Reaching new heights

November 26, 2017

One year ago I made a decision to do something about my lifelong fear of heights. Until recently it wasn’t something that I felt restricted me, it was more of an inconvenience. I could barely stand on a chair without holding on to something; I’d never been up in our attic; I have waited alone while my family have explored towers or treetop climbing on holiday; I’ve had panic attacks looking at pictures of people standing (or running) in exposed places.

My decision to address it was provoked by my increasing passion for running in the mountains. When I got the opportunity to go on a running and climbing trip to Chamonix in September 17 it seemed like an opportune time to do something about it. So I set myself the goal of going on the trip to Chamonix and participating in the climbing activities without letting my anxiety get out of control.

I suspect that for many, this doesn’t seem like a very ambitious goal – particularly in comparison to some of the other things I’ve done. For me though, it seemed like my most extreme sporting challenge yet. Exploring your physical boundaries is one thing, mental and emotional boundaries something else completely. The fear and anxiety (and their associated physical symptoms) are real and terrible, even if they are not logical. Even the anticipation of the anxiety provoked anxiety.

I needed help, and asked Christian Madsen – Fullperformance, who is a psychologist, runner and coach. Together we made a plan which included gradual exposure to heights on the one hand, and working on my general anxiety on the other. To be honest, I‘ve never thought of myself as an anxious person, so this part was like opening Pandora’s box. I was confronted with a rather weird range of phobias, some of which I realised had quite an impact on my daily life.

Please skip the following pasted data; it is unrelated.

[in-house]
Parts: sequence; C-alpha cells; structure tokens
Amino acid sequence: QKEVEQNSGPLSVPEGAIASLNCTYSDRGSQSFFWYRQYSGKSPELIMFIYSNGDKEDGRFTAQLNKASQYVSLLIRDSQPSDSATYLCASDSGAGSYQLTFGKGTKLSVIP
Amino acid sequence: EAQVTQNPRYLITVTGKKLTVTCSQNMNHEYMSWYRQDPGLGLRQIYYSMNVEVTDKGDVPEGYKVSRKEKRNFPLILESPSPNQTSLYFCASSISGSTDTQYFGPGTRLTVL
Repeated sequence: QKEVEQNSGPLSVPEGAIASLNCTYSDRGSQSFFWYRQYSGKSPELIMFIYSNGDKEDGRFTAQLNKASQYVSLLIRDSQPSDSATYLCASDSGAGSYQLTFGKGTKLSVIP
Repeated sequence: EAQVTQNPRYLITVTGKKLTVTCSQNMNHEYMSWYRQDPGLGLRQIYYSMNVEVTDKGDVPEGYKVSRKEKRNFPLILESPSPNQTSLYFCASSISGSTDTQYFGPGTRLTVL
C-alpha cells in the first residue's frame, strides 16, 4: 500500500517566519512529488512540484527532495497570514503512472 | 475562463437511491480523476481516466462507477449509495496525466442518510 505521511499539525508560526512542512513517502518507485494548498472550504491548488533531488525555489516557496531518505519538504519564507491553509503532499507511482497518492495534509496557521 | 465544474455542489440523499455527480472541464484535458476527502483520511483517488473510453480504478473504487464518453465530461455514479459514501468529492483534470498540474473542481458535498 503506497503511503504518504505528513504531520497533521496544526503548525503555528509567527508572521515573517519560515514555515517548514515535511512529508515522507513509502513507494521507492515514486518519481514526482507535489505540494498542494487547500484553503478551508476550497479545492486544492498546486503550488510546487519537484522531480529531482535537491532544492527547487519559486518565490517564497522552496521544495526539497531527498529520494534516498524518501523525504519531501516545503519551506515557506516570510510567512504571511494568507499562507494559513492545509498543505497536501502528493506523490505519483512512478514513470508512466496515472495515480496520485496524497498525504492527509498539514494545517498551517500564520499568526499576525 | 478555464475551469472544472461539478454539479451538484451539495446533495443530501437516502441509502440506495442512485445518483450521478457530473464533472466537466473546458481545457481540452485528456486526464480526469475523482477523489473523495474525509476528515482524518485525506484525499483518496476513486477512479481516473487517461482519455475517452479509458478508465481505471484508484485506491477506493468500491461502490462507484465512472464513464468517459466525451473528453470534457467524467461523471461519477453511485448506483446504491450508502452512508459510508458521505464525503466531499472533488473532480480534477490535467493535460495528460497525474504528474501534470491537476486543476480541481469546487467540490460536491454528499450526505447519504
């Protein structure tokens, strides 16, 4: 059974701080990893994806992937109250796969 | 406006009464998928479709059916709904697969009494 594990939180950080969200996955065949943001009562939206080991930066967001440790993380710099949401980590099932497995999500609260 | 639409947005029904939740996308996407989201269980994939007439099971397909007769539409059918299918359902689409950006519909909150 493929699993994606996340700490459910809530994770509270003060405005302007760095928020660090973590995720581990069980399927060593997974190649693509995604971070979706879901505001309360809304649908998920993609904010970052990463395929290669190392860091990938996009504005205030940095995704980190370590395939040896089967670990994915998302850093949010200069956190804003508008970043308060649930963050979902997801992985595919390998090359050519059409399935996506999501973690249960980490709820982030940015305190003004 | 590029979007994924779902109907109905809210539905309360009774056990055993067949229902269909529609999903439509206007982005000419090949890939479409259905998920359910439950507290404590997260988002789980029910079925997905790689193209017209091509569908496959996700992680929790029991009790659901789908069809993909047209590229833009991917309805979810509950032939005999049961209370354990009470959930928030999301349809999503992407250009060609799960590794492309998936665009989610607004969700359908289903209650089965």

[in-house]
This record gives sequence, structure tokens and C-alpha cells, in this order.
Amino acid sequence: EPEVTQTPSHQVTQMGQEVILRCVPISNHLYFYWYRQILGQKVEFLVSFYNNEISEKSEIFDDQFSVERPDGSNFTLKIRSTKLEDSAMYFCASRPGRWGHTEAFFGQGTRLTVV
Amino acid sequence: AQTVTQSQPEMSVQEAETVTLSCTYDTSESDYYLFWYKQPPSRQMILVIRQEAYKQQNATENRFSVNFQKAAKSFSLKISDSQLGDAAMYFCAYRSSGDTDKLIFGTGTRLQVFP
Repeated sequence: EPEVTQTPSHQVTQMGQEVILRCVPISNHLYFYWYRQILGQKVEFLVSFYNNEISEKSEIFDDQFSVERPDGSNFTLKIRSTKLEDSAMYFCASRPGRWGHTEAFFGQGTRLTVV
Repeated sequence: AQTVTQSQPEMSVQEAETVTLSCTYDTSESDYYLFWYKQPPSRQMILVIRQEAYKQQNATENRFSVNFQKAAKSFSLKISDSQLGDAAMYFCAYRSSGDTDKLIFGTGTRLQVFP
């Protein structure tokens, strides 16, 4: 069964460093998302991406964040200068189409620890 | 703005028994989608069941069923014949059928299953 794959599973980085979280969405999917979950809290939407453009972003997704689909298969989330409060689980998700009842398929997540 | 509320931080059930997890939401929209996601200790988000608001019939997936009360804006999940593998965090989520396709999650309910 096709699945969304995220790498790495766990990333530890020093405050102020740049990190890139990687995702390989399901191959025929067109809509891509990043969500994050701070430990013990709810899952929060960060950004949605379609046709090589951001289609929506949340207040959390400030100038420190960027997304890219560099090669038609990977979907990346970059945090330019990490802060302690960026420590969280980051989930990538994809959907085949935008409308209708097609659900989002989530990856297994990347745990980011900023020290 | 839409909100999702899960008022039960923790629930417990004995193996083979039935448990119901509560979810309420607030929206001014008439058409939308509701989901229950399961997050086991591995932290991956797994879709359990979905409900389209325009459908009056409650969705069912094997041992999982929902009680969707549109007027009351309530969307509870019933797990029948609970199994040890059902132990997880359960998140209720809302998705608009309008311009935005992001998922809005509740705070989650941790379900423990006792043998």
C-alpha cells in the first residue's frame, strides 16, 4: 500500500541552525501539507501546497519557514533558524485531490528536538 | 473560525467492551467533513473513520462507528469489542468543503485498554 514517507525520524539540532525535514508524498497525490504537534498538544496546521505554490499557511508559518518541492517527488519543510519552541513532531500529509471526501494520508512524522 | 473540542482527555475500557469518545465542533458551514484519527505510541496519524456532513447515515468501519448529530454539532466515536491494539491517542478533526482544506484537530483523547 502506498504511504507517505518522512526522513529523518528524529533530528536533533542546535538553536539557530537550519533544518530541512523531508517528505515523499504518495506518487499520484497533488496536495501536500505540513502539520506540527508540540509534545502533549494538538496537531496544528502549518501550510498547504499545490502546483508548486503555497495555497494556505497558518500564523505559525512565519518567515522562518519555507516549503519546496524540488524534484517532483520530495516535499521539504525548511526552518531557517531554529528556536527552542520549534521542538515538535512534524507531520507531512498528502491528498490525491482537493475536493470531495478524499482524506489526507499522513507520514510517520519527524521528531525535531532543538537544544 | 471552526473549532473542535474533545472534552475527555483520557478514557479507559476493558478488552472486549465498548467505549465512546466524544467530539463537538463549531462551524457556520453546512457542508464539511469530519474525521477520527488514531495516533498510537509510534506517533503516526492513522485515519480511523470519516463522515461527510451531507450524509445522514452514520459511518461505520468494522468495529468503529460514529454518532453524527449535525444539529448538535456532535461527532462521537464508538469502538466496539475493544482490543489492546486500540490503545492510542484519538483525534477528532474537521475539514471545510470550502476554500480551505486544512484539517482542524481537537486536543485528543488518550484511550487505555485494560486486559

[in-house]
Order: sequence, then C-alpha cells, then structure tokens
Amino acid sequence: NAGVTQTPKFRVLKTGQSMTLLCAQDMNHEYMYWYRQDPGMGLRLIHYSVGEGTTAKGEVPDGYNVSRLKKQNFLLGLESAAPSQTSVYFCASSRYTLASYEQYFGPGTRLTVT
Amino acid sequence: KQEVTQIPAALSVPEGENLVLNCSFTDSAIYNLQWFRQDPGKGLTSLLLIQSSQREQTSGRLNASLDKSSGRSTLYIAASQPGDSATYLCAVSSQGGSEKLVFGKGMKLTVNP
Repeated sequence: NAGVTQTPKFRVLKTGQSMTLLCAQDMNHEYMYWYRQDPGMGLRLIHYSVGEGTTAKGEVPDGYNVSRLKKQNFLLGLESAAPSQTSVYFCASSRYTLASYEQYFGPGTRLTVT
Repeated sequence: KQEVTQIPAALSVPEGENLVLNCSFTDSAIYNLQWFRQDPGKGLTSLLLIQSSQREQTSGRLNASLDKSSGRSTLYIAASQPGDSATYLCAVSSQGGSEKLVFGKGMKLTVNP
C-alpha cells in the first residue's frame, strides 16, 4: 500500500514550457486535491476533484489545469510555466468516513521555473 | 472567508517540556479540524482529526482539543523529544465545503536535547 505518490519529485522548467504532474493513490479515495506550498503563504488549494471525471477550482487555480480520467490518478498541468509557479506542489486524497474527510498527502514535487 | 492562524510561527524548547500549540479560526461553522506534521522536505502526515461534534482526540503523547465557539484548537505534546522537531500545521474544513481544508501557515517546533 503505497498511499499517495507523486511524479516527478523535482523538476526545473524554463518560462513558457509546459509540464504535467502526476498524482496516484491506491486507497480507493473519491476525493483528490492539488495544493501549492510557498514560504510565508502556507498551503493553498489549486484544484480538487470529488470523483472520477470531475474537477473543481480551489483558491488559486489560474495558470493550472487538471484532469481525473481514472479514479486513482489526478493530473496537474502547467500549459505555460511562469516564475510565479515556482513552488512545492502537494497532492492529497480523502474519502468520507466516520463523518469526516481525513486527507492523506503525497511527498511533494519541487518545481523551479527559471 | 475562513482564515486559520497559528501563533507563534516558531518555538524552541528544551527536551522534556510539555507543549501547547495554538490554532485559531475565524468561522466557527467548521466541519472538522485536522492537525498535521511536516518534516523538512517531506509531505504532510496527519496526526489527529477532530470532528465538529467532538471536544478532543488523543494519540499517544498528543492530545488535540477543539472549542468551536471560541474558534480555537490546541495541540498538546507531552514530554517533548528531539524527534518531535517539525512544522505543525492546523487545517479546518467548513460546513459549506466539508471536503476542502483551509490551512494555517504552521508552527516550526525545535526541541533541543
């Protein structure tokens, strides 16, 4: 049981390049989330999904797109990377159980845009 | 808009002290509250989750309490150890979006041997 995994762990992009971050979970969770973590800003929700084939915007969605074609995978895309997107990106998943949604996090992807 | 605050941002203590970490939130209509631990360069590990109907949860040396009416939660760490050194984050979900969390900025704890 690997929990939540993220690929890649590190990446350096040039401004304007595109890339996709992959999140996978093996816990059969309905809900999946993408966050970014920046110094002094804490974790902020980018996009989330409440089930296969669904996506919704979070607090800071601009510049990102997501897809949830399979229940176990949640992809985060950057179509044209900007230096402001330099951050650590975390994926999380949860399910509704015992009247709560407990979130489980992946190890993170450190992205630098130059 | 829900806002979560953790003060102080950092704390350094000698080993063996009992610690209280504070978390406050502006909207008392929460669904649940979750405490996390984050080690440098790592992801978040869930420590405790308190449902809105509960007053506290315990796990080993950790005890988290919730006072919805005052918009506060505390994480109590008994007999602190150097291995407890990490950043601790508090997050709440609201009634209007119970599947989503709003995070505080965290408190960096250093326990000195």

Christianshavn Tårn

Succesful ascent of a Church Tower with Christian

Over the next months I tackled a range of progressively challenging activities involving heights. These included exploring our attic, climbing a church tower, and jumping from a 5 meter diving platform. Sometimes it went better than expected and sometimes it felt like a total disaster – particularly the 5 meter dive was a truly horrible experience! Christian was on the side-lines throughout, helping me to work through my experiences. Despite setbacks my progress was steady and in June Christian and I went tree-top climbing and, while it would be an exaggeration to say I was relaxed, I did have control of my fear and had moments where I even thought it was fun. For the first time, I believed that my Chamonix goal was realistic.


19029673_10155429438369111_2368078095426999725_nThe next challenge was a “Try Climbing” event at Blocs & Walls (a local climbing gym) along with the group I was going to Chamonix with. To be honest this provoked a bit of a relapse and, on my first attempt, panic set in as soon as I got about a meter of the ground. However, thanks to the enormous patience of the instructor, Thomas, by the end of the session I made it about 2/3 of the way up the climbing wall without a complete meltdown. In many ways a success, but nonetheless it felt like failure as all the others in the group made it to the top.